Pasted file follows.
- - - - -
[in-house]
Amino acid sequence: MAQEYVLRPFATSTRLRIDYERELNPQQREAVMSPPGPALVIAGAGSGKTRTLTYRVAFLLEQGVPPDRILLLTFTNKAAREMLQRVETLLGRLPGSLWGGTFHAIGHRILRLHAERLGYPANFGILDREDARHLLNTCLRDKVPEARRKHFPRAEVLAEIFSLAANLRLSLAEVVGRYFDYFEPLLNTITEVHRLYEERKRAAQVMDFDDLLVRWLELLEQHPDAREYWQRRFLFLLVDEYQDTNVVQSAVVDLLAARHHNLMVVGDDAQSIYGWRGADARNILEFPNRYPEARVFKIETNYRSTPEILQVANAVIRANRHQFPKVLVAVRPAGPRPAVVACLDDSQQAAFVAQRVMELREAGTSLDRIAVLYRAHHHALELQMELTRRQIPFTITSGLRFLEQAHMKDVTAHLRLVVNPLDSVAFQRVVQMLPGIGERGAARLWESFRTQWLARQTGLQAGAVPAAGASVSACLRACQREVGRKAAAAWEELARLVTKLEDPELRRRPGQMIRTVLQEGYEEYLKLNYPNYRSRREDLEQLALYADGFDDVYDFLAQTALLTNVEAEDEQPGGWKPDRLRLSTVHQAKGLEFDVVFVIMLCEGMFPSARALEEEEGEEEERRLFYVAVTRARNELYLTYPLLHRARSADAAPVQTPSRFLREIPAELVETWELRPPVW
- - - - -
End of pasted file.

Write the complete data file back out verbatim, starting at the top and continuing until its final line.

[in-house]
Amino acid sequence: MAQEYVLRPFATSTRLRIDYERELNPQQREAVMSPPGPALVIAGAGSGKTRTLTYRVAFLLEQGVPPDRILLLTFTNKAAREMLQRVETLLGRLPGSLWGGTFHAIGHRILRLHAERLGYPANFGILDREDARHLLNTCLRDKVPEARRKHFPRAEVLAEIFSLAANLRLSLAEVVGRYFDYFEPLLNTITEVHRLYEERKRAAQVMDFDDLLVRWLELLEQHPDAREYWQRRFLFLLVDEYQDTNVVQSAVVDLLAARHHNLMVVGDDAQSIYGWRGADARNILEFPNRYPEARVFKIETNYRSTPEILQVANAVIRANRHQFPKVLVAVRPAGPRPAVVACLDDSQQAAFVAQRVMELREAGTSLDRIAVLYRAHHHALELQMELTRRQIPFTITSGLRFLEQAHMKDVTAHLRLVVNPLDSVAFQRVVQMLPGIGERGAARLWESFRTQWLARQTGLQAGAVPAAGASVSACLRACQREVGRKAAAAWEELARLVTKLEDPELRRRPGQMIRTVLQEGYEEYLKLNYPNYRSRREDLEQLALYADGFDDVYDFLAQTALLTNVEAEDEQPGGWKPDRLRLSTVHQAKGLEFDVVFVIMLCEGMFPSARALEEEEGEEEERRLFYVAVTRARNELYLTYPLLHRARSADAAPVQTPSRFLREIPAELVETWELRPPVW